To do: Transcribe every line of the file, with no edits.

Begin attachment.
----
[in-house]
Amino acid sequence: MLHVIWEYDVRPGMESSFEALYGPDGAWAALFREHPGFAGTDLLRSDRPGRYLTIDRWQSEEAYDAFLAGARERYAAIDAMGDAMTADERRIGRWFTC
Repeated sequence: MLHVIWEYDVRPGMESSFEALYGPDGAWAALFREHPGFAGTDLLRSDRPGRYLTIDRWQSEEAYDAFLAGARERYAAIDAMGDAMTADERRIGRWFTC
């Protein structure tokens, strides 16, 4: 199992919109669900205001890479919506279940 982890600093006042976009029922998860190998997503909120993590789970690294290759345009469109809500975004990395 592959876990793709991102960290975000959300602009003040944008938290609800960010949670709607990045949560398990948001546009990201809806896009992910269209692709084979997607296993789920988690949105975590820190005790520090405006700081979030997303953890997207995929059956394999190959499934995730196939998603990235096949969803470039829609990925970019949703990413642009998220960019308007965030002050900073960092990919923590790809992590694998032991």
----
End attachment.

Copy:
[in-house]
Amino acid sequence: MLHVIWEYDVRPGMESSFEALYGPDGAWAALFREHPGFAGTDLLRSDRPGRYLTIDRWQSEEAYDAFLAGARERYAAIDAMGDAMTADERRIGRWFTC
Repeated sequence: MLHVIWEYDVRPGMESSFEALYGPDGAWAALFREHPGFAGTDLLRSDRPGRYLTIDRWQSEEAYDAFLAGARERYAAIDAMGDAMTADERRIGRWFTC
């Protein structure tokens, strides 16, 4: 199992919109669900205001890479919506279940 982890600093006042976009029922998860190998997503909120993590789970690294290759345009469109809500975004990395 592959876990793709991102960290975000959300602009003040944008938290609800960010949670709607990045949560398990948001546009990201809806896009992910269209692709084979997607296993789920988690949105975590820190005790520090405006700081979030997303953890997207995929059956394999190959499934995730196939998603990235096949969803470039829609990925970019949703990413642009998220960019308007965030002050900073960092990919923590790809992590694998032991």